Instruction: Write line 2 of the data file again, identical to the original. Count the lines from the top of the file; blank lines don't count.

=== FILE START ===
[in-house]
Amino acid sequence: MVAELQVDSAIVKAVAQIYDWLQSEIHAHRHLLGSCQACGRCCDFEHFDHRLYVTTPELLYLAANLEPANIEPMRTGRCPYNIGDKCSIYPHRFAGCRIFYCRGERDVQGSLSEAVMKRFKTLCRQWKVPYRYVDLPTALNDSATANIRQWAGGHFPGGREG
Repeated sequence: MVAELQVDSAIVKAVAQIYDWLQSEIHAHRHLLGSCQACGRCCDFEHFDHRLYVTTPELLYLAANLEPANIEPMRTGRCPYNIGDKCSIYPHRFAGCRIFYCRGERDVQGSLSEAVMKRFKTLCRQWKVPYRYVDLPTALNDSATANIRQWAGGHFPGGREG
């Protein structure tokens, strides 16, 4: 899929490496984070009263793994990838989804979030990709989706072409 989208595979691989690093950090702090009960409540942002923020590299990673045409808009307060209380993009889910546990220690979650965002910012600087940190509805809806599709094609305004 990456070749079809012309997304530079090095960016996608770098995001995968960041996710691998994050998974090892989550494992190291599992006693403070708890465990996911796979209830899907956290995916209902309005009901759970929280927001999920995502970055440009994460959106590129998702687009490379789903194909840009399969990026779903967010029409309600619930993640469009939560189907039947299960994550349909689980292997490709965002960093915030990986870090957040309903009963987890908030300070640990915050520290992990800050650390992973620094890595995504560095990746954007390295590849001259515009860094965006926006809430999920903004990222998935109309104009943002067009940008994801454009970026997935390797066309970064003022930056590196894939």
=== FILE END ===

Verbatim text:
Amino acid sequence: MVAELQVDSAIVKAVAQIYDWLQSEIHAHRHLLGSCQACGRCCDFEHFDHRLYVTTPELLYLAANLEPANIEPMRTGRCPYNIGDKCSIYPHRFAGCRIFYCRGERDVQGSLSEAVMKRFKTLCRQWKVPYRYVDLPTALNDSATANIRQWAGGHFPGGREG